● Salt: Salt is added to butter tea to add some depth of flavor to the butter tea. The amount of salt added to the tea can be adjusted according to taste.
All of these ingredients are churned together in a special butter tea churn with boiling water to make butter tea. In modernized parts of the world, the butter tea churn can be replaced with an electric blender.
What Does Yak Butter Tea Taste Like?
Butter tea has an unusual and unique flavor you won’t find in any other tea. Regarded as somewhat of an acquired taste by many travelers, traditional Tibetan butter tea with yak butter and milk is described as having a savory and mildly rancid flavor.
Butter tea made with cow milk and butter also has a savory taste and smooth mouthfeel, but it tends to be more mellow and subtle than authentic butter tea.
Is Butter Tea Good for Your Health?
Butter tea is considered good for your health by Tibetans, though you’ll need to be careful how much whole milk and butter you consume in your butter tea if you’re trying to watch your weight. This is a beverage intended for people who are performing hard work in the cold, so it has a lot of calories.
Here are a few of the health benefits associated with butter tea:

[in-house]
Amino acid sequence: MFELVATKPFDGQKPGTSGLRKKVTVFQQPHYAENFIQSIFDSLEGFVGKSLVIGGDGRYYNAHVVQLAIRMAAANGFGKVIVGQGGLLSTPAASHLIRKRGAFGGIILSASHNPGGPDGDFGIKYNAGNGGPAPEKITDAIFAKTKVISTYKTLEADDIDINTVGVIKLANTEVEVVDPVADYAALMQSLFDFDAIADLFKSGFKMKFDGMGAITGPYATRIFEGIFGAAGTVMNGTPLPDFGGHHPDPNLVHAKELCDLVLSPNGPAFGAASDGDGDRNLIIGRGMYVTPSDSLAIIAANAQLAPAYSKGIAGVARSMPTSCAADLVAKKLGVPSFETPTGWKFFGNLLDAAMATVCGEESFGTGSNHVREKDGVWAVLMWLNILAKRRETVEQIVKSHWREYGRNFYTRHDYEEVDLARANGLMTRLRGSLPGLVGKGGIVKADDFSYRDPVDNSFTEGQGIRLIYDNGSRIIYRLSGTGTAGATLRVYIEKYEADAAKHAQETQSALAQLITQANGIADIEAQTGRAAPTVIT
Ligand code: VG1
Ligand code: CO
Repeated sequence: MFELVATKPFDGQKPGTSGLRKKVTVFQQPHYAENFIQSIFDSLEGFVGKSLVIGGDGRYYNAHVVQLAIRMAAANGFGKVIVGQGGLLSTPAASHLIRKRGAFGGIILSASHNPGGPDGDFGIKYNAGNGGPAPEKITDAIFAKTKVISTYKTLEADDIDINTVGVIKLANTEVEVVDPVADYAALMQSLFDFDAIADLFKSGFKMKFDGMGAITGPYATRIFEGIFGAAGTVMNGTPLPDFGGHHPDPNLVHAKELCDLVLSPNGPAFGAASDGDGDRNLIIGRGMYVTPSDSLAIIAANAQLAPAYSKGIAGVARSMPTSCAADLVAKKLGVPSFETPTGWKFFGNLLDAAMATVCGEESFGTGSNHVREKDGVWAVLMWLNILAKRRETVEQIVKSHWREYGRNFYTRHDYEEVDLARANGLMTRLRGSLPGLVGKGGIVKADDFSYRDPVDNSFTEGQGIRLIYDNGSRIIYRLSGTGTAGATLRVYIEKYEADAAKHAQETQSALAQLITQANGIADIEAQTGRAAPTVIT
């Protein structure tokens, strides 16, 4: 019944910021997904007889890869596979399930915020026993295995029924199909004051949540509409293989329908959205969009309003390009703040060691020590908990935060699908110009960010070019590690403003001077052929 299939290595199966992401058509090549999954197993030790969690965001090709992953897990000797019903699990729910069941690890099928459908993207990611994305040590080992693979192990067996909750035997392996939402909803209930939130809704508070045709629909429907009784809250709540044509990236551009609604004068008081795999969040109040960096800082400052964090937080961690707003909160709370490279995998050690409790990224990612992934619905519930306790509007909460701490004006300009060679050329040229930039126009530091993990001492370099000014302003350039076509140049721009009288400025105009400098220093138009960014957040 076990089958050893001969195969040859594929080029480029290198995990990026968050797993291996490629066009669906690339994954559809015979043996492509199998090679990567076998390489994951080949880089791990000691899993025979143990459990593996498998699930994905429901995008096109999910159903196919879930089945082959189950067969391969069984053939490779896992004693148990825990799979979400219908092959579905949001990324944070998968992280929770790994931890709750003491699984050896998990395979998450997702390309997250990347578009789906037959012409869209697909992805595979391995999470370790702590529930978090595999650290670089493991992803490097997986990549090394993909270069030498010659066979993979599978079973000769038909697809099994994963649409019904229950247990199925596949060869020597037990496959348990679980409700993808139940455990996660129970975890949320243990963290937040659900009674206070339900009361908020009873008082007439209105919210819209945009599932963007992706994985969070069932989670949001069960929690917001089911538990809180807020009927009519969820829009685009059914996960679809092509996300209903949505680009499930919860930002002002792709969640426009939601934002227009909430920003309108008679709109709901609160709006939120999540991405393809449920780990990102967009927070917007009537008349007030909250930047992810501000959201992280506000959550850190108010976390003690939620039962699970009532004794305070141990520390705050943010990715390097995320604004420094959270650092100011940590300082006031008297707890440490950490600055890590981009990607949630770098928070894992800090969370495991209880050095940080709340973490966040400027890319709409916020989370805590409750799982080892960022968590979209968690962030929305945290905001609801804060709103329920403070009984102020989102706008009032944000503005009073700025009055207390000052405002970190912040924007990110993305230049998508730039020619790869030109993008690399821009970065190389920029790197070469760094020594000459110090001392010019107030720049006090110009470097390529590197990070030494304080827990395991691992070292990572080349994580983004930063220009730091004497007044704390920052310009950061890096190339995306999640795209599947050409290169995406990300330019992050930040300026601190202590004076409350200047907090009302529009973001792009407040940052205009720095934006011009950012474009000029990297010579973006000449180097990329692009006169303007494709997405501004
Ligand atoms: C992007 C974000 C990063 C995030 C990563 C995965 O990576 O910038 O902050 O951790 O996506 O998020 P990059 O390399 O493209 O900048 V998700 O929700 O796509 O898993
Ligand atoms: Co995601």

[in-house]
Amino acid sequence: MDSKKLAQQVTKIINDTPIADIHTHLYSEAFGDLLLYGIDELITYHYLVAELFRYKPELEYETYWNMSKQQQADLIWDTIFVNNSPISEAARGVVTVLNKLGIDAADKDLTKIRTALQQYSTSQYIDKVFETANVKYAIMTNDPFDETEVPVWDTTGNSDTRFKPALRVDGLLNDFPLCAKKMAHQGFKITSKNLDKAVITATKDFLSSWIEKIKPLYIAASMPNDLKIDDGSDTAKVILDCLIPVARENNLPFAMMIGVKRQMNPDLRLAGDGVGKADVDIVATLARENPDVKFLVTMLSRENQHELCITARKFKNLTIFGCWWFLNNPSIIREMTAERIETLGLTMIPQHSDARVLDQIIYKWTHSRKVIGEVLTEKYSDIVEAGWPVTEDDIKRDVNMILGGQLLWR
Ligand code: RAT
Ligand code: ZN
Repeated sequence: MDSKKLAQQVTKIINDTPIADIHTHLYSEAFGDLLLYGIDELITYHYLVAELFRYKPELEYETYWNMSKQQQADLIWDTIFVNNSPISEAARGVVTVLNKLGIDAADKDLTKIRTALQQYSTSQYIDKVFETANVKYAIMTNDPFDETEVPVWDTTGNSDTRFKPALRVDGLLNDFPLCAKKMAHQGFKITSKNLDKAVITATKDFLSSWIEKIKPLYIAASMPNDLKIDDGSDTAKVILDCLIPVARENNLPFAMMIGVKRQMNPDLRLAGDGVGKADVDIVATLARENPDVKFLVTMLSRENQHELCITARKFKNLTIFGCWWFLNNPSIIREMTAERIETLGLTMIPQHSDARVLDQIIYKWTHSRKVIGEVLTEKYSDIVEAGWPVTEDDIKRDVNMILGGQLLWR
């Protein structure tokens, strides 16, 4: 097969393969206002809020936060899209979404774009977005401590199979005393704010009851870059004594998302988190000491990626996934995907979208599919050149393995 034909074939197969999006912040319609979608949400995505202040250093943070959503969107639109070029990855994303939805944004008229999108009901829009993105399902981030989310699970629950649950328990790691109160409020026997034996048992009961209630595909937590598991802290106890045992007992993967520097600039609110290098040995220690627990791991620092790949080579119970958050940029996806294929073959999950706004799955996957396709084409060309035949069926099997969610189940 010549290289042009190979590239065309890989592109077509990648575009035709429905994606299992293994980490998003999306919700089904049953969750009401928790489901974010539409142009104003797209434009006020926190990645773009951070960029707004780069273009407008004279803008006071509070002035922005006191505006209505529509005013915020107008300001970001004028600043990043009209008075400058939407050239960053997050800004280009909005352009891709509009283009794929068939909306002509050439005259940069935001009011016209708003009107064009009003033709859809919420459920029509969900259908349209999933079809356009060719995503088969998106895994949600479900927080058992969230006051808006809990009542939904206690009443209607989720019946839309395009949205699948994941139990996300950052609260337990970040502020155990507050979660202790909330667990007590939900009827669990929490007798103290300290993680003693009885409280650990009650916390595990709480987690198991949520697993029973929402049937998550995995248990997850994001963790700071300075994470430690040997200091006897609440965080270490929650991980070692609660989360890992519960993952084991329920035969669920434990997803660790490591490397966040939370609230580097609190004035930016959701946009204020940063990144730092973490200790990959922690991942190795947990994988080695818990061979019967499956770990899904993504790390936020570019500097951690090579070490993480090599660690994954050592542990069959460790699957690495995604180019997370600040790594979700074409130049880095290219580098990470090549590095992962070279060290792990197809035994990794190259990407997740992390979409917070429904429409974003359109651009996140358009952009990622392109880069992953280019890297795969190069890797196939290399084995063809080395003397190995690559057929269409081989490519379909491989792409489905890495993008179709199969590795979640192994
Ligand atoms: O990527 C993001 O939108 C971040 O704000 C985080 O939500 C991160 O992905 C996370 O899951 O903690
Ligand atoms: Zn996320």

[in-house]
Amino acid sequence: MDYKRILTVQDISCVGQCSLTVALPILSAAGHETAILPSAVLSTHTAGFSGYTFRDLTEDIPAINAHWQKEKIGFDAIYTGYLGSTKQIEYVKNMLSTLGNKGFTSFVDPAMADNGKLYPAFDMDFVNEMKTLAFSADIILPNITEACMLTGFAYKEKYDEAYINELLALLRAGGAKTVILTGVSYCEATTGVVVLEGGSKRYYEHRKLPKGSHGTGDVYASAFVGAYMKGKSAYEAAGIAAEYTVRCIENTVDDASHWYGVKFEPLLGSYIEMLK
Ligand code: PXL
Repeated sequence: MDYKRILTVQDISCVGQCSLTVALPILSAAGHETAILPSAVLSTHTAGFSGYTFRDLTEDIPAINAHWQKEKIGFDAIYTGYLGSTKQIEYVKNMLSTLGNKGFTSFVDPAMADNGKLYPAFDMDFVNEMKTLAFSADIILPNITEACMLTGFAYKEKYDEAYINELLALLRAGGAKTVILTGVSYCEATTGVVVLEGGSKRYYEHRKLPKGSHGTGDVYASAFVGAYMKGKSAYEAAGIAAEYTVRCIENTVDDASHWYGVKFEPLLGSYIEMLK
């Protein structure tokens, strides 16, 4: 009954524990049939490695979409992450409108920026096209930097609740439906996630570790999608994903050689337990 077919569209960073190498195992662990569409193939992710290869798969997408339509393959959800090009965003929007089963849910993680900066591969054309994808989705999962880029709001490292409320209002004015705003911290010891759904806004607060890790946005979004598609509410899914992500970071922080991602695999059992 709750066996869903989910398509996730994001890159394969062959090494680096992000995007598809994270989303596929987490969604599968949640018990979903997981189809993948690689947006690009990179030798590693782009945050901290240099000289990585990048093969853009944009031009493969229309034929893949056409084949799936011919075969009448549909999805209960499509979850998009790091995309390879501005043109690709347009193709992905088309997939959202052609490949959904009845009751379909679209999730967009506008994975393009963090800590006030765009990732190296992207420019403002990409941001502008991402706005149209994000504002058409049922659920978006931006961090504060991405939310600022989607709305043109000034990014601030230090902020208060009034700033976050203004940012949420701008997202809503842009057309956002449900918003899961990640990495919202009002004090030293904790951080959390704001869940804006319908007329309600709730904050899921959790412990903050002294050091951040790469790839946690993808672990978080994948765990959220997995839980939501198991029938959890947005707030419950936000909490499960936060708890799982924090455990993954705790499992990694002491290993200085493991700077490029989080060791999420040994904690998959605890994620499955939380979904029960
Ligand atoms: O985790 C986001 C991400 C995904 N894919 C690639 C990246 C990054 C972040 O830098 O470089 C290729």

● Energy boost: Butter tea is considered a good form of liquid energy for Tibetan sherpas and other nomadic peoples who spend a lot of time outdoors doing physical work. Butter tea can be a good way to perk up if you’re exhausted or need a way to consume some additional calories easily.
● Digestive health: Butter tea is associated with good digestive health in regions of the world where it’s regularly consumed. This is most likely due to traditional butter tea’s inclusion of fermented tea, which serves as a potent probiotic that can help populate your digestive system with beneficial bacteria.
Butter tea can be a soothing drink, especially in stormy or cold weather when you need a savory alternative to sweet hot cocoas or ciders. The texture of this drink almost gives it the feel of a light soup, so it’s great for a cold, blustery day when you’re not craving something heavy to eat.
What is Po Cha?
Po cha and butter tea are the same thing. “Po cha” is the Tibetan word for butter tea. Butter tea is also known by the following names:
- Boe cha,
- Cha süma,
- Goor goor cha,
- Cha suskan
No matter what you call it, it’s still the same mixture of tea, yak butter, and salt.
How Do You Make Butter Tea at Home?
Butter tea can be made by brewing a pot of strong black tea or fermented pu-erh tea, then adding it to a blender with 1/4 teaspoon salt, two tablespoons of butter, and 1/3 cup of milk. Then blend until frothy. While this may not be exactly like the tea you’d have in Tibet, it’s a delicious imitation.
Believe it or not, if you want the real deal, you can purchase jarred yak butter online.
Butter Tea Is a Tibetan National Treasure
If you’ve never had butter tea before, make it a point to try some the next time you have some tea, milk, and butter on hand. If you’re feeling adventurous, try tracking down some yak butter and pu-erh tea for a taste of the real thing. This rich, creamy Tibetan drink may become your new favorite on a cold winter night!